Published by HarperTeen on September 6th 2016
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I received this book for free from Edelweiss in exchange for an honest review. This does not affect my opinion of the book or the content of my review.
Maria Lyon and Lily Boiten are their school’s ultimate power couple—even if no one knows it but them.
Only one thing stands between them and their perfect future: campus superstar Delilah Dufrey.
Golden child Delilah is a legend at the exclusive Acheron Academy, and the presumptive winner of the distinguished Cawdor Kingsley Prize. She runs the school, and if she chose, she could blow up Maria and Lily’s whole world with a pointed look, or a carefully placed word.
But what Delilah doesn’t know is that Lily and Maria are willing to do anything—absolutely anything—to make their dreams come true. And the first step is unseating Delilah for the Kingsley Prize. The full scholarship, awarded to Maria, will lock in her attendance at Stanford―and four more years in a shared dorm room with Lily.
Maria and Lily will stop at nothing to ensure their victory—including harnessing the dark power long rumored to be present on the former plantation that houses their school.
But when feuds turn to fatalities, and madness begins to blur the distinction between what’s real and what is imagined, the girls must decide where they draw the line.
From acclaimed author Robin Talley comes a Shakespeare-inspired story of revenge and redemption, where fair is foul, and foul is fair.
So this book honestly isn’t awful, the genre just isn’t really my cup of tea in the first place, so it’s not all that surprising that it didn’t work for me. This was still a relatively fast paced novel with solid LGBT representation. I think that other readers will likely respond to it a lot more positively than I did. I’m so used to reading contemporary books that it’s hard for me to get into the paranormal/horror mindset. Meaning, I still have a habit of thinking in terms of how realistic something is, when obviously that’s not important in this genre. It was a good read, but not a great one. In the end, I believe that I truly don’t have that much to say about it.
A huge reason why I was unable to connect with this book is because of the characters. I get it, this is a Macbeth retelling and those characters aren’t exactly likable either. However, at the same time, I still found myself hoping that Macbeth and Lady Macbeth would get away with everything, I was still completely invested in the story. In this case, I absolutely wanted the characters to get in trouble for their actions because I never cared about either Lily or Maria. I was also confused about their personalities, Lily seemed to be the determined Lady Macbeth character in the beginning, but all of a sudden Maria becomes the strong one? I definitely didn’t know what was going on there.
The only characters I really liked were Brandon and Mateo. I wanted more of them! So basically, I wanted them to be the main characters and Lily and Maria to get caught early on in the book. They were both fabulous and entertaining characters. They were obviously my favorite couple in the book. View Spoiler »I was beyond pissed when Brandon died. I almost gave up on the book entirely at that point. Luckily though, Mateo does survive, which I’m grateful for. Brandon was learning the truth about Maria being behind Delilah getting hurt, so Maria had to “take care” of him. Even though he was her best friend. Messed up, right? So Mateo does learn the truth, and though she tries to ruin his life then kill him, he survives. « Hide Spoiler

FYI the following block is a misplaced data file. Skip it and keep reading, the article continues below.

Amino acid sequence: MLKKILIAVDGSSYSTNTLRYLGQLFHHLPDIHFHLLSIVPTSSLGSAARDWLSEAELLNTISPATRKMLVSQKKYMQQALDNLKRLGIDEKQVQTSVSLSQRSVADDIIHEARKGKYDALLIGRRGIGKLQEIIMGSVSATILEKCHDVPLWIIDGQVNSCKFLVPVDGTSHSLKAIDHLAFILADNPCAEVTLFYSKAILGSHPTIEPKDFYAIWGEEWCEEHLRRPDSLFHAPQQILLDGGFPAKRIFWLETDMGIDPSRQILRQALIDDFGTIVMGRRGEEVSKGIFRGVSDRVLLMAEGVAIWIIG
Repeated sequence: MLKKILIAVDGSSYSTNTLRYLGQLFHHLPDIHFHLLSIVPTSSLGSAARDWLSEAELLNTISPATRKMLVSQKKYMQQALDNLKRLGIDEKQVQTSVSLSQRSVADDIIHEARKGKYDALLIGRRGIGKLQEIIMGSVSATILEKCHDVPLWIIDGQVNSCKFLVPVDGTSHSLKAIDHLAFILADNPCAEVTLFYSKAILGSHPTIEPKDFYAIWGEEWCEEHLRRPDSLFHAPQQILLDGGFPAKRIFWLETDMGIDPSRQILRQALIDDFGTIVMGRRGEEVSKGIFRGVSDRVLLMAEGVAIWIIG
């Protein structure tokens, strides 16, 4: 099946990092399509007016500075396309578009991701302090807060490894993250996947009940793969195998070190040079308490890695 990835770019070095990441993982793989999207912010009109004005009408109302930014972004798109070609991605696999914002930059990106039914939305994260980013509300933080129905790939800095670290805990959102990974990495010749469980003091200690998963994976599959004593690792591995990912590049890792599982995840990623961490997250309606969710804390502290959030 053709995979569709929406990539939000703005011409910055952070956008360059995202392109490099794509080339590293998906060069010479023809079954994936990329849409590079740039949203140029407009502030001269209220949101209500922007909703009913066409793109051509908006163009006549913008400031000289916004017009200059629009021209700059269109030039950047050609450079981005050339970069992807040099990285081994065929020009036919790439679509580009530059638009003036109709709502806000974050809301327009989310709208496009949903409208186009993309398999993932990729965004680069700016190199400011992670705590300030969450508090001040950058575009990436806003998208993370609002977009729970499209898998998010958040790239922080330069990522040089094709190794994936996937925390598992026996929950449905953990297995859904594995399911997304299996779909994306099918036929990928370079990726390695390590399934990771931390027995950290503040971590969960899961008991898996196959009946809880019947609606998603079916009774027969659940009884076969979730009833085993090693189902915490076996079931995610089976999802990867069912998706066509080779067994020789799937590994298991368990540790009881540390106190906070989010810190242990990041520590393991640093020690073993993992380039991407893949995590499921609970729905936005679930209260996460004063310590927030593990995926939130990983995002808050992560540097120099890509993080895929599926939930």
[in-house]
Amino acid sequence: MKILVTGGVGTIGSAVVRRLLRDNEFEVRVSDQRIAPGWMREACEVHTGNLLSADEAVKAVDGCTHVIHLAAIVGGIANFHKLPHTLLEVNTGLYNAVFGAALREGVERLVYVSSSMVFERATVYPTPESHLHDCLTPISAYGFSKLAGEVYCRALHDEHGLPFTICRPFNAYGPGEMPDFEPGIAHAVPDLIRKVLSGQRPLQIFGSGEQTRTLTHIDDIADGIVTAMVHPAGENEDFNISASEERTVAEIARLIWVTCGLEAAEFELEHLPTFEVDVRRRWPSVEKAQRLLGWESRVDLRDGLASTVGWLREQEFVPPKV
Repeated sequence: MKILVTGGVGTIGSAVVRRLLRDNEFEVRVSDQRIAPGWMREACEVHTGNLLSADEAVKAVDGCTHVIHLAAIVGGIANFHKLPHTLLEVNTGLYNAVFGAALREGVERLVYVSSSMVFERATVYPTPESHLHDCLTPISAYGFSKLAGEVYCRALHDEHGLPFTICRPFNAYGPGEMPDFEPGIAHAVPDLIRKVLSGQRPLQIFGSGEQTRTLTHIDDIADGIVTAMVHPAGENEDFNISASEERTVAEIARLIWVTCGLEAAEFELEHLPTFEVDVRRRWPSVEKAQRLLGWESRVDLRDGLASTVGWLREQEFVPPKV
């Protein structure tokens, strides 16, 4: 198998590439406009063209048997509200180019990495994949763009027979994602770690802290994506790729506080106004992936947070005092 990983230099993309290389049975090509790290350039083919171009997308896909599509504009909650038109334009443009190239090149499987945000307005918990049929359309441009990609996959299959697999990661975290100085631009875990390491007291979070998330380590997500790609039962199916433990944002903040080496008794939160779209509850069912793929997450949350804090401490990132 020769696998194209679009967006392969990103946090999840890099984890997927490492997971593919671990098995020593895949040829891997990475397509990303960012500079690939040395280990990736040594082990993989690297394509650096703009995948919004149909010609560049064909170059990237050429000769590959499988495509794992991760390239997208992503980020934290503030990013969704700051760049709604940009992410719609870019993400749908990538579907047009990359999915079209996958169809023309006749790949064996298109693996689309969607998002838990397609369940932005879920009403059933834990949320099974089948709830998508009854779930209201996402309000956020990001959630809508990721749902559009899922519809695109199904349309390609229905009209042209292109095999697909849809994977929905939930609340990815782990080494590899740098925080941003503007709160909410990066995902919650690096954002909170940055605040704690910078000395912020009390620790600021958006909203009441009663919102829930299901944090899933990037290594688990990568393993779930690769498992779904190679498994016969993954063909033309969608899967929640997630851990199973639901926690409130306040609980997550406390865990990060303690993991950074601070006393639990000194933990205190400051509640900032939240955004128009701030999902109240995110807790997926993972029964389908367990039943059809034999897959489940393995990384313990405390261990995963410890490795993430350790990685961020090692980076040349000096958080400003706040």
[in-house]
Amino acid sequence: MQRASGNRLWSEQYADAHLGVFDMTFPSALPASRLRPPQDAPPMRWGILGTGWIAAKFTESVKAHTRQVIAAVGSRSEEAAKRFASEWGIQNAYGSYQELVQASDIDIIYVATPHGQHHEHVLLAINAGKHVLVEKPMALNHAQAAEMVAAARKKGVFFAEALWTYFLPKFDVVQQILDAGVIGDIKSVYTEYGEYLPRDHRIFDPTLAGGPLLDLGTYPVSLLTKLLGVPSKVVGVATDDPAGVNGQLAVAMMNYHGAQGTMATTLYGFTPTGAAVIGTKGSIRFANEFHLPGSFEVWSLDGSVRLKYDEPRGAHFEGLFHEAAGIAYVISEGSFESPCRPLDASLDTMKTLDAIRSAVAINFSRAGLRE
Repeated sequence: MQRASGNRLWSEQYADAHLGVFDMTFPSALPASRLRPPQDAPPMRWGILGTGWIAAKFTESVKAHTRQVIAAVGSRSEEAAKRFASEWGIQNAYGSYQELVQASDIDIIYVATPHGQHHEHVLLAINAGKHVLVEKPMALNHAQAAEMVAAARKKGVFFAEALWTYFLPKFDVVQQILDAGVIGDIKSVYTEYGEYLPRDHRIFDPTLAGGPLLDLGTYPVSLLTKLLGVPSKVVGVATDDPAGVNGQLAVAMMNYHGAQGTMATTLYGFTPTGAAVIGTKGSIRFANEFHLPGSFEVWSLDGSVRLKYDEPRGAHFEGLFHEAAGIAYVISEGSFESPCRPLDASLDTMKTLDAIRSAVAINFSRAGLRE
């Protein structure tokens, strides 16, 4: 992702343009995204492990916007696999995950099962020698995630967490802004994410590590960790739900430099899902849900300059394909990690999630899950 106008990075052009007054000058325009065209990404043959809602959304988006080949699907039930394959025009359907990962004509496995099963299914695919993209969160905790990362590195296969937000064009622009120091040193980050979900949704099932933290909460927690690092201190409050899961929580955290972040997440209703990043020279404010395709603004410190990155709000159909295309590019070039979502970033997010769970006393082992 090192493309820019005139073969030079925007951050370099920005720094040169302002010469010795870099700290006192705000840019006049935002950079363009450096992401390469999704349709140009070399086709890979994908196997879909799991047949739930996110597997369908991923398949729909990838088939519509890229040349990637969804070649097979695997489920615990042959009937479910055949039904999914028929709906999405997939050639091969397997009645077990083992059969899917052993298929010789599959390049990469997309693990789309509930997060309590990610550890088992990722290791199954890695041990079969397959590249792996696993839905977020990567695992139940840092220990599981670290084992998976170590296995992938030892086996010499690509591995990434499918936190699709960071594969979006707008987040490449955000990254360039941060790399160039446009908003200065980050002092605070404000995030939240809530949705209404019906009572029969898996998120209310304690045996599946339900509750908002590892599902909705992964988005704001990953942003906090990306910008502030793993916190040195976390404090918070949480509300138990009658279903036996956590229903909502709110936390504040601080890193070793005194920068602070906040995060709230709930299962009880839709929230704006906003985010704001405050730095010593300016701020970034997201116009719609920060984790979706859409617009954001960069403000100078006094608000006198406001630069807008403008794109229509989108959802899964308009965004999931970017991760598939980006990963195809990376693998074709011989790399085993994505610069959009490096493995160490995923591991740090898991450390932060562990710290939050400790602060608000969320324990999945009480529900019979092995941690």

As I’ve made pretty clear in my past reviews, romance in a book is important to me. Basically the main reason I read this was because the description basically promised a power lesbian couple who were already together! I’ve hardly read any LGBT books (specifically f/f) where the couple got together before the book even started. It’s safe to say that I was disappointed to find that there’s little to romance in this one at all. I get that the action is clearly more important and there wasn’t much in Macbeth either, but it was still not what I was personally expecting.
As I said earlier, I was really glad to see all this LGBT representation. Lily is a lesbian and Maria is bisexual. As I already implied, Brandon and Mateo are also gay characters. There’s also diversity with Mateo and Maria. There’s also disability representation with Lily. She was in an accident and can’t walk totally on her own, she has to use crutches. So yes, the representation was present, but I wasn’t all that happy with how it actually portrayed. View Spoiler »Meaning, three out of four of the LGBT characters die. Like I said earlier, Mateo is the only one who lives. But the (kind of) straight girl who Lily and Maria tried to kill who was stuck in a coma for most of the book magically wakes up when Maria dies at the end. I’m not saying she should kill ALL the straight characters, but I’m not a fan of so many of the LGBT characters dying. Is it really necessary? Do we have to stick so closely to the original story here? « Hide Spoiler
As a whole, this was a book that was easy to read and everything, it just wasn’t my favorite. I wanted to be more invested in the characters and the plot in general. I’m not saying that every character has to be 100% likable, but as a reader, I need to at least WANT the characters to wind up happy at the end of the story. At the beginning of the review, I said that I didn’t have to say about this book, I guess I was wrong! I ended up having quite a lot to say. So to sum it up, if you’re a fan of paranormal/horror books, you’ll probably like this one.